Talks to secure City of London’s access to the EU have stalled, Rishi Sunak confirmed in his first Mansion House address to financiers, as he outlined sweeping reforms designed to help the financial sector British to seize global opportunities after Brexit, my colleague Richard Partington writes:
Addressing a handpicked rally of 40 young financial workers in a lite version of what was, in the days leading up to the pandemic, a historic annual rally, the Chancellor said agreement on a comprehensive services settlement financial post-Brexit with the EU had not arrived.
“Now we are moving forward, continuing to cooperate on issues of global finance, but each as a sovereign jurisdiction with its own priorities,” he said.
Sunak said Britain will deviate from Brussels rules on financial services as he sets a vision for the City.
Suggesting the UK would move away from Europe, he said it would instead rely on deals such as a financial services partnership signed with Singapore earlier this week – with plans to expand the activities in the Indo-Pacific, the United States and China.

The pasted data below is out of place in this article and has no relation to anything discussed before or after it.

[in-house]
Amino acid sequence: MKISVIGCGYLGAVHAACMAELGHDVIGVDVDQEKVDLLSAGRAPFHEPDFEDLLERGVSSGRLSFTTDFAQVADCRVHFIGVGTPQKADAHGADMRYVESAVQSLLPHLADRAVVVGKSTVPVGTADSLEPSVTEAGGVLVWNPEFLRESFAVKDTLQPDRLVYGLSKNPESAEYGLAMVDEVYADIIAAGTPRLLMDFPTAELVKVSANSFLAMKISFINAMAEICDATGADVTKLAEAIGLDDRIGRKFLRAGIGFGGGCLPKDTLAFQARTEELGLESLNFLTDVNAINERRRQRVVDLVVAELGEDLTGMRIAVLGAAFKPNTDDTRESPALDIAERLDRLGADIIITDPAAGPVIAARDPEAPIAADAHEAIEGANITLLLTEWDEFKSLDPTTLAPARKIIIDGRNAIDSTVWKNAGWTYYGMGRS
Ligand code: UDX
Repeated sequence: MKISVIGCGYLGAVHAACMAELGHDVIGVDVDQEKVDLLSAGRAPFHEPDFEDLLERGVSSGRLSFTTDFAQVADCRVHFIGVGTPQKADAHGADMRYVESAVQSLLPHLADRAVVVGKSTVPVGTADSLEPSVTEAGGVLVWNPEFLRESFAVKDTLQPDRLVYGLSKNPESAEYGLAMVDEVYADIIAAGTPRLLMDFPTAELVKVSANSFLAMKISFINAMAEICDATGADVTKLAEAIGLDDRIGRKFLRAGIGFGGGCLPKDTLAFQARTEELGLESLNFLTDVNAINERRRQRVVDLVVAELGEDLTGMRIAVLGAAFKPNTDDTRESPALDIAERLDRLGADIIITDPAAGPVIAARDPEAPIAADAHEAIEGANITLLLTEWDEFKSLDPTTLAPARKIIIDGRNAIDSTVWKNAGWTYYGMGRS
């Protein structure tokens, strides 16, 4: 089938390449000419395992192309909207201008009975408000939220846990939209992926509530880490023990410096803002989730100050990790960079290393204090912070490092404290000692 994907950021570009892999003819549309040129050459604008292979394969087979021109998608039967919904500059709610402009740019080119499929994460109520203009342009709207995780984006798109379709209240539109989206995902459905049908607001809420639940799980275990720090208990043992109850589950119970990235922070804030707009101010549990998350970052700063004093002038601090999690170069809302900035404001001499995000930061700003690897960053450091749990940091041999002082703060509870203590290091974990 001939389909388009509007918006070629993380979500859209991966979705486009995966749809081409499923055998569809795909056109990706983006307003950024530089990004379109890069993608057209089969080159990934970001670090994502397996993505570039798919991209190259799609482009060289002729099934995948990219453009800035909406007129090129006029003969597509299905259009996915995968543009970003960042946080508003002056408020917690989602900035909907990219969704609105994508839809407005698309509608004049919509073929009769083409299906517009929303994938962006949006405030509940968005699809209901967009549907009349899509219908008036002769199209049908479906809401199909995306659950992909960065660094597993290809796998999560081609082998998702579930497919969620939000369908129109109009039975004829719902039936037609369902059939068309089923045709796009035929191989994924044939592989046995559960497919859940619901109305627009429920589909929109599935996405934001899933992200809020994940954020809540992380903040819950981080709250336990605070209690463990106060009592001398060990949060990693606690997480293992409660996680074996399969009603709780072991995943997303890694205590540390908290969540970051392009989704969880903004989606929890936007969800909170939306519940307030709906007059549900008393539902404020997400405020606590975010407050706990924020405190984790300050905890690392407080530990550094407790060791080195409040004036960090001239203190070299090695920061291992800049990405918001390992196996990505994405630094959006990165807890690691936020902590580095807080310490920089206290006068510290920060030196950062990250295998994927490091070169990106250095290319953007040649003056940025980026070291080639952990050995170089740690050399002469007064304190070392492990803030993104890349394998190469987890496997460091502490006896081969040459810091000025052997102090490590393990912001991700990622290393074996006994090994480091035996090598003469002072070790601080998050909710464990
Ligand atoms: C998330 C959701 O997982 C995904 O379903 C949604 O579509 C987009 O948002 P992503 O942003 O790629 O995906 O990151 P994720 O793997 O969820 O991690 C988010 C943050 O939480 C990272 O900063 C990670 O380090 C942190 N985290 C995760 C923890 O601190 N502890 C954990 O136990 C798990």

He also sent a message to Beijing, however, that deepening economic ties would not come at the expense of Britain abandoning its principles.
Mansion House’s annual dinner, normally a lavish black-tie event in which city stars mingle with ministers of the day, has been replaced this year with a low-key breakfast broadcast live on the Treasury’s Twitter account. The rally was Sunak’s first as chancellor, after last year’s dinner was canceled.
Speaking from inside the mayor’s residence at Mansion House, Britain now has the “freedom to do things differently and better, and we intend to use it to the full.”
While his predecessors reportedly stood at banquet tables laden with wine and port in the building’s neoclassical Egyptian hall, the chancellor of teetotal delivered his speech to a lectern with a glass of water.
He said a more nuanced relationship was needed while trying to take advantage of the country’s rapidly growing financial services market with assets worth over Â£ 40bn …
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